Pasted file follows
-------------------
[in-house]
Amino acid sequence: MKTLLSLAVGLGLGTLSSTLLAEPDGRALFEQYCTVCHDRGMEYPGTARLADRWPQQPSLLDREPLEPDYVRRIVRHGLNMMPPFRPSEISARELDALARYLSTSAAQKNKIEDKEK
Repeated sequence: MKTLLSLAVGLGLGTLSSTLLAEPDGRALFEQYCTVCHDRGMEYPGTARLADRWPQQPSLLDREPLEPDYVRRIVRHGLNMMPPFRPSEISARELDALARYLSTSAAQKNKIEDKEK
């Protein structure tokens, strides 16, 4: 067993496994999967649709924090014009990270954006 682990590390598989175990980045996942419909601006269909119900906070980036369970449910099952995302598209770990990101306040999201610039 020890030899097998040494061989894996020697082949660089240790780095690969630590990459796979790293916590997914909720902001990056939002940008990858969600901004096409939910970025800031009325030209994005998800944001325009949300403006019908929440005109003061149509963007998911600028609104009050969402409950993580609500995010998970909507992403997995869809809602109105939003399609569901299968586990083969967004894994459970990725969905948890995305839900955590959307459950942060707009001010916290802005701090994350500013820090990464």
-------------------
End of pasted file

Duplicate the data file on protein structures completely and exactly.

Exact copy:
[in-house]
Amino acid sequence: MKTLLSLAVGLGLGTLSSTLLAEPDGRALFEQYCTVCHDRGMEYPGTARLADRWPQQPSLLDREPLEPDYVRRIVRHGLNMMPPFRPSEISARELDALARYLSTSAAQKNKIEDKEK
Repeated sequence: MKTLLSLAVGLGLGTLSSTLLAEPDGRALFEQYCTVCHDRGMEYPGTARLADRWPQQPSLLDREPLEPDYVRRIVRHGLNMMPPFRPSEISARELDALARYLSTSAAQKNKIEDKEK
């Protein structure tokens, strides 16, 4: 067993496994999967649709924090014009990270954006 682990590390598989175990980045996942419909601006269909119900906070980036369970449910099952995302598209770990990101306040999201610039 020890030899097998040494061989894996020697082949660089240790780095690969630590990459796979790293916590997914909720902001990056939002940008990858969600901004096409939910970025800031009325030209994005998800944001325009949300403006019908929440005109003061149509963007998911600028609104009050969402409950993580609500995010998970909507992403997995869809809602109105939003399609569901299968586990083969967004894994459970990725969905948890995305839900955590959307459950942060707009001010916290802005701090994350500013820090990464």